Controlled or uncontrolled clinical reports of the treatment of neuropathic pain have described the use of PRF current for 2 minutes.5,18 However, a few studies with longer exposure time have also been reported.19,20 Kim et al.19 and Liliang et al.20 arbitrarily chose a PRF exposure time of 6 minutes. The optimal exposure time of PRF is unknown, and the exposure time is arbitrarily chosen in clinical procedures. Therefore, we compared 2, 4, and 6 minutes of PRF current and found that PRF exposure for 6 minutes was the most effective for mechanical allodynia. Özsoylar et al.21 compared 2 and 6 minutes of percutaneous PRF and reported that the application for 2 minutes effectively reduced neuropathic pain symptoms. However, they found no significant antiallodynic effect from the 6-minute application. The discrepancy between their study and the present study could be attributed to the animal models used and parts exposed to PRF current. Özsoylar et al.21 applied PRF current percutaneously to the allodynia-detected hindpaw, which is far from the DRG. We applied PRF adjacent to the sciatic nerve at an anatomical sciatic notch. To our knowledge, the present study is the first to compare the effectiveness of different exposure times to PRF current adjacent to the sciatic nerve.
The effects of PRF current on PHN have been investigated in only 1 human study. Kim et al.19 reported a decrease in pain intensity of 55% 4 weeks after PRF procedures adjacent to the DRG. They arbitrarily chose a PRF exposure time of 6 minutes. They showed that the duration of pain before PRF procedures did not influence the outcome. However, we demonstrated that the duration of allodynia before PRF procedures influenced the effect of PRF current; thus, the antiallodynic effect of PRF current for 2 minutes weakened gradually by the delay of PRF procedures. We examined the differences in outcome between the delay interval in application of PRF for a 2-minute application only. The antiallodynic effect of PRF current for 6 minutes may be maintained to some degree even if the duration of allodynia before PRF procedures is delayed.
The mechanisms of PRF current to neuropathic pain are thought to be a neuromodulatory effect caused by a pulsed electric field.1 Evidence suggests that the electric fields reversibly disrupt the transmission of nerve impulses across unmyelinated C fibers.22 In the PRF procedures of medial branches for the treatment of chronic facet joint pain, the inhibition of excitatory C fiber responses is an important mechanism. However, our study using a rat model produced with RTX suggests that TRPV1-sensitive C fiber afferents are not required in the antiallodynic effect of PRF current, because TRPV1-sensitive afferents are depleted by RTX. The antiallodynic effect of PRF current may result from the stimulation of Aδ- or Aβ-fiber afferents by a pulsed electric field. Van Zundert et al.23 demonstrated c-Fos expression in the dorsal horn 7 days after PRF to the DRG. Hamann et al.24 demonstrated the upregulation of activating transcription factor 3 expression as an indicator of cellular stress and the down-regulation of calcitonin gene-related peptide expression in DRG neurons 14 days after PRF applied close to the DRG. PRF current does not produce any obvious cellular changes in the DRG neurons when applied far from the DRG.24 In the present study, the direct effect of the pulsed electric field might have induced changes in the DRG neurons and the dorsal horn in the spinal cord because PRF current was applied adjacent to the sciatic nerve at the sciatic notch, which is nearer to the DRG than the midthigh24 and the hindpaw.21 However, which mechanism has a prominent role in the antiallodynic effect of PRF current has not been identified. Further studies are needed to determine the mechanisms underlying the antiallodynic effect of PRF current.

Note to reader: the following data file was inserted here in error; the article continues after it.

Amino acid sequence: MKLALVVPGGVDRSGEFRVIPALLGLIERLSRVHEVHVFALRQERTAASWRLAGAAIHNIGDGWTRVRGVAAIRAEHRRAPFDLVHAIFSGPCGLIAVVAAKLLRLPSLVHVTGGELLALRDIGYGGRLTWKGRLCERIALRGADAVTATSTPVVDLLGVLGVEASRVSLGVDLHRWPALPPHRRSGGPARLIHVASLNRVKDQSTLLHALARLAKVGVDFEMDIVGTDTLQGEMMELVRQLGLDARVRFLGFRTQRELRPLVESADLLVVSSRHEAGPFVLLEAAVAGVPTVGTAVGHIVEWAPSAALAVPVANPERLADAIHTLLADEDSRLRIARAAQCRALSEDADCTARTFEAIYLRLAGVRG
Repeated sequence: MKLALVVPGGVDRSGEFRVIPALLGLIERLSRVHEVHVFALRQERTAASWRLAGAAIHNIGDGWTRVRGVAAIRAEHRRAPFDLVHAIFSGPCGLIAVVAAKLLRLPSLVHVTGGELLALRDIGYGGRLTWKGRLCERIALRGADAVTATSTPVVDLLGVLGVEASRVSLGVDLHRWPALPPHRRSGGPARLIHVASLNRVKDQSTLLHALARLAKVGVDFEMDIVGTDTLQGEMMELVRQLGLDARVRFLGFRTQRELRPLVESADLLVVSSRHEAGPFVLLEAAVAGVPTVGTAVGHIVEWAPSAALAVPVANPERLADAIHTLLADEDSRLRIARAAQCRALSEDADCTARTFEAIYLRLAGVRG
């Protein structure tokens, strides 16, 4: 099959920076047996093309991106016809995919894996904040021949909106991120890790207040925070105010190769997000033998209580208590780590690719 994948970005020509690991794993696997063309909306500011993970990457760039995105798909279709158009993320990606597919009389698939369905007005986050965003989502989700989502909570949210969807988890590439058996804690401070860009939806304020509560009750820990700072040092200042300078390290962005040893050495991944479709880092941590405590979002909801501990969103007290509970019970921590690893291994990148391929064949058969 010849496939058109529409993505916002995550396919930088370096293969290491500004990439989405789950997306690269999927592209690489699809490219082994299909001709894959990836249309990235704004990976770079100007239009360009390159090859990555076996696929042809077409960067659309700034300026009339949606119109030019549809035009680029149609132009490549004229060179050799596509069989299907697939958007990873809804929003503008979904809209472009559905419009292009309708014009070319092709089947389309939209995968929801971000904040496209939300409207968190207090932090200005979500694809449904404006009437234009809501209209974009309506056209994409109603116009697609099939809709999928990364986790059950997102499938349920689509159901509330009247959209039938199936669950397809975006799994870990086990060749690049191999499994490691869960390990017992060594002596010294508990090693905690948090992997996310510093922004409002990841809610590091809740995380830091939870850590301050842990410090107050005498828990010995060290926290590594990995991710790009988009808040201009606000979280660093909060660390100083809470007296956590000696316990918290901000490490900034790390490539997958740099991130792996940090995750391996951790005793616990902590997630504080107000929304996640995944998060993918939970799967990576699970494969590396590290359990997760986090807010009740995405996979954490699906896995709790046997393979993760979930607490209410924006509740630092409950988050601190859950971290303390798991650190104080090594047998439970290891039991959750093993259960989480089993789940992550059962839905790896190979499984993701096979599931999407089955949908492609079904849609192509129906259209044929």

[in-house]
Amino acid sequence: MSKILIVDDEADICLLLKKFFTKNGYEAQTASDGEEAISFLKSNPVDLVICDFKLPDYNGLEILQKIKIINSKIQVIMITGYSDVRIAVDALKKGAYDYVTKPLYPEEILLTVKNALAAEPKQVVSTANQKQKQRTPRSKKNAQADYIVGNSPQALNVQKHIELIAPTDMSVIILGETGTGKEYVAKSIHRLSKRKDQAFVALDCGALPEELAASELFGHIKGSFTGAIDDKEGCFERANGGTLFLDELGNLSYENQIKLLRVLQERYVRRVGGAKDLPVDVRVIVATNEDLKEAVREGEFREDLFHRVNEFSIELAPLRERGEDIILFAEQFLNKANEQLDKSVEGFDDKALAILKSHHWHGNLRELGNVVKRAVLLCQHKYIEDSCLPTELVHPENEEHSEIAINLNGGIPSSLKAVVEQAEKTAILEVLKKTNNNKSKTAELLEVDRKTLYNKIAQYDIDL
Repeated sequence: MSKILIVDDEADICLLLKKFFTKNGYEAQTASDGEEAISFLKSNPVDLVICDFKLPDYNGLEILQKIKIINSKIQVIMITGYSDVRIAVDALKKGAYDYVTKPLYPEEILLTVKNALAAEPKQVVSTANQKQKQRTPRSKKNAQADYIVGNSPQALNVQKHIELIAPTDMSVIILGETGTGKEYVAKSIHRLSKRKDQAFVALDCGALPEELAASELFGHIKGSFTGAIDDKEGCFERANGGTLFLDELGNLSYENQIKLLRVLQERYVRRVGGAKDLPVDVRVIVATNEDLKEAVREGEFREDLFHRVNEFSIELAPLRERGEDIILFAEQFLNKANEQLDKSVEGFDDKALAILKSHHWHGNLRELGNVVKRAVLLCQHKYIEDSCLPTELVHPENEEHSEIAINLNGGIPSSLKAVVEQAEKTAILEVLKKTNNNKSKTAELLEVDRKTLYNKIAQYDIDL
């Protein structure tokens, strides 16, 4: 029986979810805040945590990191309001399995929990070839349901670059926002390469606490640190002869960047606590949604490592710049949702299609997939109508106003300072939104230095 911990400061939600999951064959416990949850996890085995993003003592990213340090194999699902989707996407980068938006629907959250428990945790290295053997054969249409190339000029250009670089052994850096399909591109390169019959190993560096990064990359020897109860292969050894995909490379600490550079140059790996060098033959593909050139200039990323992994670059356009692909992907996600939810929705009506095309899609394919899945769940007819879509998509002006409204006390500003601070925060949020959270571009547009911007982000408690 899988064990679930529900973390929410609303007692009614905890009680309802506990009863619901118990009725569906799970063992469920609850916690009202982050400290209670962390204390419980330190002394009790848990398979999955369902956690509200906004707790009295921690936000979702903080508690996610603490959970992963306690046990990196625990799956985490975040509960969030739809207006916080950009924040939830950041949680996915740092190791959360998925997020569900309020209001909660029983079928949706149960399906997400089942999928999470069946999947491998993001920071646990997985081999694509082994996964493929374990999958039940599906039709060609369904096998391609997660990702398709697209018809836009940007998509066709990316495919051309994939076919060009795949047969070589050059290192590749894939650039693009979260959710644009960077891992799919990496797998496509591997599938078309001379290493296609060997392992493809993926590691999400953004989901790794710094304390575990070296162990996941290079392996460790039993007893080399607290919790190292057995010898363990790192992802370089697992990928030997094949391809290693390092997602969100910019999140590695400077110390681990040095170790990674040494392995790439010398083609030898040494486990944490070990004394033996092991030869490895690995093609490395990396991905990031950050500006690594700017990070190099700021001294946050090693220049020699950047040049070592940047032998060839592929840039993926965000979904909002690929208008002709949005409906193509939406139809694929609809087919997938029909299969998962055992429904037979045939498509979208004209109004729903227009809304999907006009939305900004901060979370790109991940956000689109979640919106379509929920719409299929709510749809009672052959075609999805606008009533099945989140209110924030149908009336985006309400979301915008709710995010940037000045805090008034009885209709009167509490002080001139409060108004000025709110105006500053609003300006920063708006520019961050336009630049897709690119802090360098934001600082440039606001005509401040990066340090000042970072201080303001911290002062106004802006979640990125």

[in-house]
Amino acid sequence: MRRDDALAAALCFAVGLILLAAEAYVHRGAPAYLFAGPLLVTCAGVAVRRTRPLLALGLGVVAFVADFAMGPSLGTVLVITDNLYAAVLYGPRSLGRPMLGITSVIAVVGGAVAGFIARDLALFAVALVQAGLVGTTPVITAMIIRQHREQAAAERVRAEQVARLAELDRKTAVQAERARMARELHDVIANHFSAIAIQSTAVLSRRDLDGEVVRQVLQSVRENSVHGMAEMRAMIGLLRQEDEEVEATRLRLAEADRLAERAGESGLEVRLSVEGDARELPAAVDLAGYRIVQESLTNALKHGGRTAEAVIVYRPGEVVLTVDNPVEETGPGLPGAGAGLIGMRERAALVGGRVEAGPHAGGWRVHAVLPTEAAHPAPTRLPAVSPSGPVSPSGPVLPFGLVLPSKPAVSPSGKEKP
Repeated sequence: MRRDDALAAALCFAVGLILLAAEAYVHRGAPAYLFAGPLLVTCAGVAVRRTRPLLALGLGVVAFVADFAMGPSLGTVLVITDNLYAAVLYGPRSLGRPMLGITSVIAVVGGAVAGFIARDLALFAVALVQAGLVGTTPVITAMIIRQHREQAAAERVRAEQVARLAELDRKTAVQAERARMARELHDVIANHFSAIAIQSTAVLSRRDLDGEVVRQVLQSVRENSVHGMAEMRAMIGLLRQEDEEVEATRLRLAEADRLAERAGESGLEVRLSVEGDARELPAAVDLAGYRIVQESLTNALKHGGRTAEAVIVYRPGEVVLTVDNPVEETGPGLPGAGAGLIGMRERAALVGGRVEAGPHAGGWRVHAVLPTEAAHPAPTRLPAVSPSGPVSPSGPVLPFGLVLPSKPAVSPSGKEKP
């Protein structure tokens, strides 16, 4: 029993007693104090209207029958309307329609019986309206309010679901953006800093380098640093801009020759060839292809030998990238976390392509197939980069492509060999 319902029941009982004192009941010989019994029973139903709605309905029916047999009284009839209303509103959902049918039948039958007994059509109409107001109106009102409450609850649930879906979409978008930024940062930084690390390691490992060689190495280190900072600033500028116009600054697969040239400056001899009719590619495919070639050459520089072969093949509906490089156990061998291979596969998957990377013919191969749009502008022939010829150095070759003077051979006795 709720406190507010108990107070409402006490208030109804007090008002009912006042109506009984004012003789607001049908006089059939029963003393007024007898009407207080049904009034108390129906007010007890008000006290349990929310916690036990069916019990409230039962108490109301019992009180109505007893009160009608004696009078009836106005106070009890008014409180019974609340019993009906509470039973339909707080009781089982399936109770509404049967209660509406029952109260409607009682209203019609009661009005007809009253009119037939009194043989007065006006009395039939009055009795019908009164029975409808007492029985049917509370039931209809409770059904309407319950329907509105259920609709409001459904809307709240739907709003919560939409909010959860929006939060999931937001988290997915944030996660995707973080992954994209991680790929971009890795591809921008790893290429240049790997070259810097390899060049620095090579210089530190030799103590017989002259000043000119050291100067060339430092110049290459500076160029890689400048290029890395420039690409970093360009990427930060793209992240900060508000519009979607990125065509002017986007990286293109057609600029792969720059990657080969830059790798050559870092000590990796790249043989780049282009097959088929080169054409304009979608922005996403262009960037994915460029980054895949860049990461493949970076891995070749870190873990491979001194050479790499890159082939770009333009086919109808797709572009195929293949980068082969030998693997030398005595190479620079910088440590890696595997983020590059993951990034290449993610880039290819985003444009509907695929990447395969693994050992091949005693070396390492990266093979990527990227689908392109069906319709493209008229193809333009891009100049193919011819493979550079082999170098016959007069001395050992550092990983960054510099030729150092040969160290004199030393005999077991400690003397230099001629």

A limitation of this study is that we used RTX-treated rats as a model of PHN. This PHN model has no connection with a varicella zoster virus infection. Therefore, our finding might not completely correspond to clinical practice. Another limitation of this study is that we evaluated the motor effects of PRF current using placing and grasping reflexes and did not measure the force of the hindlimb directly, such as extensor postural thrust25; extrapolation of our findings to clinical practice must proceed cautiously. However, consistent with our findings, the study by Kim et al.19 showed that no neurological or other complications were observed after PRF procedures for 6 minutes.
The results of this study revealed the effect of PRF current on mechanical allodynia induced with RTX in rats. PRF treatment was more effective when applied in the early stages of mechanical allodynia (1 week) in rats. Increased exposure time to PRF current from 2 to 6 minutes showed a significant antiallodynic effect. We propose the application of PRF current for 6 minutes adjacent to the PHN nerve as soon as possible after allodynia occurs.
NT helped with study design, data analysis, and conduct of study; MY helped with conduct of study; ST and TU helped with study design; IT helped with data analysis; and MT helped with data analysis and manuscript preparation.